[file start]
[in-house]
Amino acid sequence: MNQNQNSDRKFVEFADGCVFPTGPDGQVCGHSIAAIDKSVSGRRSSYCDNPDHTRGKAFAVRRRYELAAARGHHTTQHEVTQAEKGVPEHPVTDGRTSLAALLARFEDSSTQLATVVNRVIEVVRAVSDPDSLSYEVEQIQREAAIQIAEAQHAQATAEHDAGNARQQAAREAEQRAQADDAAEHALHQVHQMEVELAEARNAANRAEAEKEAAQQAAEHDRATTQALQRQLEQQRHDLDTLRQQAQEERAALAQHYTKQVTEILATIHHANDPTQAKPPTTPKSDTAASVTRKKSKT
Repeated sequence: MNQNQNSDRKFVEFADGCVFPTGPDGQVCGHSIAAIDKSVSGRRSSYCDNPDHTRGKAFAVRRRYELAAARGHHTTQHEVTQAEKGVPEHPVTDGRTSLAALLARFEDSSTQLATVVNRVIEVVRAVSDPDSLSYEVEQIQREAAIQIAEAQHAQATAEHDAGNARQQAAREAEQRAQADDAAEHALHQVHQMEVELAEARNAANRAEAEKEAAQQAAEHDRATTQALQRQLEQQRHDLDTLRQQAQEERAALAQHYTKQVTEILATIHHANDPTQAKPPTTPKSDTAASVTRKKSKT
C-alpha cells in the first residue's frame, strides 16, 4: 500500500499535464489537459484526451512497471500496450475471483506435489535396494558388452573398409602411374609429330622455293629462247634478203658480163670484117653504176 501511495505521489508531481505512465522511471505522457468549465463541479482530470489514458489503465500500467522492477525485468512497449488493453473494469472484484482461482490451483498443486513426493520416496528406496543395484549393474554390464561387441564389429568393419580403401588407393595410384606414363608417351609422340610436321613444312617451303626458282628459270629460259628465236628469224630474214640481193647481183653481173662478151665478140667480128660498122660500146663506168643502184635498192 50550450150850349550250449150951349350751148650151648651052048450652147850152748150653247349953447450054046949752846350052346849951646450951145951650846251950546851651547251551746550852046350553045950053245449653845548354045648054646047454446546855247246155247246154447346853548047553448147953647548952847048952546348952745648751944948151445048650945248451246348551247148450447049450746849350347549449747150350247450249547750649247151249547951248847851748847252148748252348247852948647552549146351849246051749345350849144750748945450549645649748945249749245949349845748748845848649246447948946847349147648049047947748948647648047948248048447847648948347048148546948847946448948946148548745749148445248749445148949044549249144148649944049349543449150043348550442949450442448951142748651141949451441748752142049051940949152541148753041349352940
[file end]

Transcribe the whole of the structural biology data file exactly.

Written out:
[in-house]
Amino acid sequence: MNQNQNSDRKFVEFADGCVFPTGPDGQVCGHSIAAIDKSVSGRRSSYCDNPDHTRGKAFAVRRRYELAAARGHHTTQHEVTQAEKGVPEHPVTDGRTSLAALLARFEDSSTQLATVVNRVIEVVRAVSDPDSLSYEVEQIQREAAIQIAEAQHAQATAEHDAGNARQQAAREAEQRAQADDAAEHALHQVHQMEVELAEARNAANRAEAEKEAAQQAAEHDRATTQALQRQLEQQRHDLDTLRQQAQEERAALAQHYTKQVTEILATIHHANDPTQAKPPTTPKSDTAASVTRKKSKT
Repeated sequence: MNQNQNSDRKFVEFADGCVFPTGPDGQVCGHSIAAIDKSVSGRRSSYCDNPDHTRGKAFAVRRRYELAAARGHHTTQHEVTQAEKGVPEHPVTDGRTSLAALLARFEDSSTQLATVVNRVIEVVRAVSDPDSLSYEVEQIQREAAIQIAEAQHAQATAEHDAGNARQQAAREAEQRAQADDAAEHALHQVHQMEVELAEARNAANRAEAEKEAAQQAAEHDRATTQALQRQLEQQRHDLDTLRQQAQEERAALAQHYTKQVTEILATIHHANDPTQAKPPTTPKSDTAASVTRKKSKT
C-alpha cells in the first residue's frame, strides 16, 4: 500500500499535464489537459484526451512497471500496450475471483506435489535396494558388452573398409602411374609429330622455293629462247634478203658480163670484117653504176 501511495505521489508531481505512465522511471505522457468549465463541479482530470489514458489503465500500467522492477525485468512497449488493453473494469472484484482461482490451483498443486513426493520416496528406496543395484549393474554390464561387441564389429568393419580403401588407393595410384606414363608417351609422340610436321613444312617451303626458282628459270629460259628465236628469224630474214640481193647481183653481173662478151665478140667480128660498122660500146663506168643502184635498192 50550450150850349550250449150951349350751148650151648651052048450652147850152748150653247349953447450054046949752846350052346849951646450951145951650846251950546851651547251551746550852046350553045950053245449653845548354045648054646047454446546855247246155247246154447346853548047553448147953647548952847048952546348952745648751944948151445048650945248451246348551247148450447049450746849350347549449747150350247450249547750649247151249547951248847851748847252148748252348247852948647552549146351849246051749345350849144750748945450549645649748945249749245949349845748748845848649246447948946847349147648049047947748948647648047948248048447847648948347048148546948847946448948946148548745749148445248749445148949044549249144148649944049349543449150043348550442949450442448951142748651141949451441748752142049051940949152541148753041349352940